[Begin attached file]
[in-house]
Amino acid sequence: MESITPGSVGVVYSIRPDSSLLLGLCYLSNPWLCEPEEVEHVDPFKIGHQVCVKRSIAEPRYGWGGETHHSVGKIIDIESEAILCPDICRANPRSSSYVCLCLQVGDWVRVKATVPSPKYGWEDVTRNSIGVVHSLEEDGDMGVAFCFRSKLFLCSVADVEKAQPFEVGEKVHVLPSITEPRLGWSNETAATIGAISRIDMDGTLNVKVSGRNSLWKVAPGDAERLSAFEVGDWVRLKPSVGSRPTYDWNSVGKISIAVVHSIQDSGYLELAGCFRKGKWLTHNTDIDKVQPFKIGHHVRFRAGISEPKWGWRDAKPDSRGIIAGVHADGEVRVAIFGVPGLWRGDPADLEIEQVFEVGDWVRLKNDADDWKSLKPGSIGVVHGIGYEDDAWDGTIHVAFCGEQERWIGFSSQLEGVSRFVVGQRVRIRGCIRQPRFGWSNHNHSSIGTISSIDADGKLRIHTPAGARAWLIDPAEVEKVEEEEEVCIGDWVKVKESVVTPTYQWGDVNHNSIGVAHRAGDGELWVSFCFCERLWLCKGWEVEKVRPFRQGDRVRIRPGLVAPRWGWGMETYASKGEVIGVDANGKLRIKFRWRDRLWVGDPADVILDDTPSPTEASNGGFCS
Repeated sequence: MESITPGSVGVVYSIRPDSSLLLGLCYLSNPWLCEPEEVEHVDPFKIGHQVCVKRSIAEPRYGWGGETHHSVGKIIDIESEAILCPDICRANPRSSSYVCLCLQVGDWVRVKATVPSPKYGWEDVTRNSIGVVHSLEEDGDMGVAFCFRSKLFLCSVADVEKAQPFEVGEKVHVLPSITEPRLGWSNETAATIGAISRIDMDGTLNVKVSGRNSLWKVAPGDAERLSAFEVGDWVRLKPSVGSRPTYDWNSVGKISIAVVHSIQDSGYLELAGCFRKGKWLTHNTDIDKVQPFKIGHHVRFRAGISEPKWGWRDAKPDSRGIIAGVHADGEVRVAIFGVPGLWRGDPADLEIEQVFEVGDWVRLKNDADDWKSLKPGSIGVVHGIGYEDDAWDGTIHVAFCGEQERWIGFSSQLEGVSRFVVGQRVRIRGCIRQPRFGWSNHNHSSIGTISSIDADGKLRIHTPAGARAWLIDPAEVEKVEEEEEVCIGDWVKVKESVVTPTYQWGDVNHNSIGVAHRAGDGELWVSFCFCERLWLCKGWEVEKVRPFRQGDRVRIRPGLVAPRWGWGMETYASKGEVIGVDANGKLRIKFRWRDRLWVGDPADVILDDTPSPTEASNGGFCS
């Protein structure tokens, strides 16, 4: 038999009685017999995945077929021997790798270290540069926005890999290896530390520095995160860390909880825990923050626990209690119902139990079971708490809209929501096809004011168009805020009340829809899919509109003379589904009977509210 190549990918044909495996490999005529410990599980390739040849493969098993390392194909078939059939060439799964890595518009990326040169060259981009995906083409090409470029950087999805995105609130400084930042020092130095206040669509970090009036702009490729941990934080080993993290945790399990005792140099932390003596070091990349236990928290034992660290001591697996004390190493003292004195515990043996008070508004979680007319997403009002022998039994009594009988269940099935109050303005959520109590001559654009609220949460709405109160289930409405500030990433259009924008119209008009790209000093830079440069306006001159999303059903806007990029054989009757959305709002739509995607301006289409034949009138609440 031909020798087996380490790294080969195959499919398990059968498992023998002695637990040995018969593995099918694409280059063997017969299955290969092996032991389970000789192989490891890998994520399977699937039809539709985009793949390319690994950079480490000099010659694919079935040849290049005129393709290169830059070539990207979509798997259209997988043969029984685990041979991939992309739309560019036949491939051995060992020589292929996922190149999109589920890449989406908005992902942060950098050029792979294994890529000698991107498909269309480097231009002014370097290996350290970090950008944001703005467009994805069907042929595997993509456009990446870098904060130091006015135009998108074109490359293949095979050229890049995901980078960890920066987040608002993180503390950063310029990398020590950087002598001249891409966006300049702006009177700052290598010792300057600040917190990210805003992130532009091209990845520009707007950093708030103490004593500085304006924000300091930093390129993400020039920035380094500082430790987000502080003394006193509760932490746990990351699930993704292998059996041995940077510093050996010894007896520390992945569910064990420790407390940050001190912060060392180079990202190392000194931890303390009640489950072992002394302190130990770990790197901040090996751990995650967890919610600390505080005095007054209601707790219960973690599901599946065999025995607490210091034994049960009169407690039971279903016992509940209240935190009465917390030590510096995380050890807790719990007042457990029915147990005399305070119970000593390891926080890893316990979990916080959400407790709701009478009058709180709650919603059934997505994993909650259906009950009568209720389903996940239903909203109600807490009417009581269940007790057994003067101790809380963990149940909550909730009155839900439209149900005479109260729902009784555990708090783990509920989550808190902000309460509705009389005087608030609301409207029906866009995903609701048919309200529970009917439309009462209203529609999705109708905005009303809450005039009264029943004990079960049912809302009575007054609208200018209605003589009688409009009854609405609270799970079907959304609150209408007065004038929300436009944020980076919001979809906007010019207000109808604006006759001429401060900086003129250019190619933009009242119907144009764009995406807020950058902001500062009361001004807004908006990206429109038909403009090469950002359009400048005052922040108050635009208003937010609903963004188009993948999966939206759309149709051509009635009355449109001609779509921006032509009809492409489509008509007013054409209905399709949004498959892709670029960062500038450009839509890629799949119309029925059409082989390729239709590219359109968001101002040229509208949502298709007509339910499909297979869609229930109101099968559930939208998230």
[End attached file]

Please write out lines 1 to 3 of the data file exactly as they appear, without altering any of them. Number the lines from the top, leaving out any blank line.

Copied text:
[in-house]
Amino acid sequence: MESITPGSVGVVYSIRPDSSLLLGLCYLSNPWLCEPEEVEHVDPFKIGHQVCVKRSIAEPRYGWGGETHHSVGKIIDIESEAILCPDICRANPRSSSYVCLCLQVGDWVRVKATVPSPKYGWEDVTRNSIGVVHSLEEDGDMGVAFCFRSKLFLCSVADVEKAQPFEVGEKVHVLPSITEPRLGWSNETAATIGAISRIDMDGTLNVKVSGRNSLWKVAPGDAERLSAFEVGDWVRLKPSVGSRPTYDWNSVGKISIAVVHSIQDSGYLELAGCFRKGKWLTHNTDIDKVQPFKIGHHVRFRAGISEPKWGWRDAKPDSRGIIAGVHADGEVRVAIFGVPGLWRGDPADLEIEQVFEVGDWVRLKNDADDWKSLKPGSIGVVHGIGYEDDAWDGTIHVAFCGEQERWIGFSSQLEGVSRFVVGQRVRIRGCIRQPRFGWSNHNHSSIGTISSIDADGKLRIHTPAGARAWLIDPAEVEKVEEEEEVCIGDWVKVKESVVTPTYQWGDVNHNSIGVAHRAGDGELWVSFCFCERLWLCKGWEVEKVRPFRQGDRVRIRPGLVAPRWGWGMETYASKGEVIGVDANGKLRIKFRWRDRLWVGDPADVILDDTPSPTEASNGGFCS
Repeated sequence: MESITPGSVGVVYSIRPDSSLLLGLCYLSNPWLCEPEEVEHVDPFKIGHQVCVKRSIAEPRYGWGGETHHSVGKIIDIESEAILCPDICRANPRSSSYVCLCLQVGDWVRVKATVPSPKYGWEDVTRNSIGVVHSLEEDGDMGVAFCFRSKLFLCSVADVEKAQPFEVGEKVHVLPSITEPRLGWSNETAATIGAISRIDMDGTLNVKVSGRNSLWKVAPGDAERLSAFEVGDWVRLKPSVGSRPTYDWNSVGKISIAVVHSIQDSGYLELAGCFRKGKWLTHNTDIDKVQPFKIGHHVRFRAGISEPKWGWRDAKPDSRGIIAGVHADGEVRVAIFGVPGLWRGDPADLEIEQVFEVGDWVRLKNDADDWKSLKPGSIGVVHGIGYEDDAWDGTIHVAFCGEQERWIGFSSQLEGVSRFVVGQRVRIRGCIRQPRFGWSNHNHSSIGTISSIDADGKLRIHTPAGARAWLIDPAEVEKVEEEEEVCIGDWVKVKESVVTPTYQWGDVNHNSIGVAHRAGDGELWVSFCFCERLWLCKGWEVEKVRPFRQGDRVRIRPGLVAPRWGWGMETYASKGEVIGVDANGKLRIKFRWRDRLWVGDPADVILDDTPSPTEASNGGFCS